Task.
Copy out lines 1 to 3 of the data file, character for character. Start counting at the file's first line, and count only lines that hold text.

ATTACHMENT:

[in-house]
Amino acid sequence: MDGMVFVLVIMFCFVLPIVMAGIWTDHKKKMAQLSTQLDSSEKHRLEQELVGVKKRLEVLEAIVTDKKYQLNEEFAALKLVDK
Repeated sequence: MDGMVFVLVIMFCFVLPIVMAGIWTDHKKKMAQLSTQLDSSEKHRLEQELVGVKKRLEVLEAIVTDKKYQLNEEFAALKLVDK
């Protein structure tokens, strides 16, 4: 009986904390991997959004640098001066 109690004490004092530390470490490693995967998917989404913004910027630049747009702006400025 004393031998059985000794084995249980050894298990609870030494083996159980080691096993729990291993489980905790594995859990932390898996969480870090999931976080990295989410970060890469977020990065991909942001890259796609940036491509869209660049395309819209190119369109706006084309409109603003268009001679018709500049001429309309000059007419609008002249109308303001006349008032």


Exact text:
[in-house]
Amino acid sequence: MDGMVFVLVIMFCFVLPIVMAGIWTDHKKKMAQLSTQLDSSEKHRLEQELVGVKKRLEVLEAIVTDKKYQLNEEFAALKLVDK
Repeated sequence: MDGMVFVLVIMFCFVLPIVMAGIWTDHKKKMAQLSTQLDSSEKHRLEQELVGVKKRLEVLEAIVTDKKYQLNEEFAALKLVDK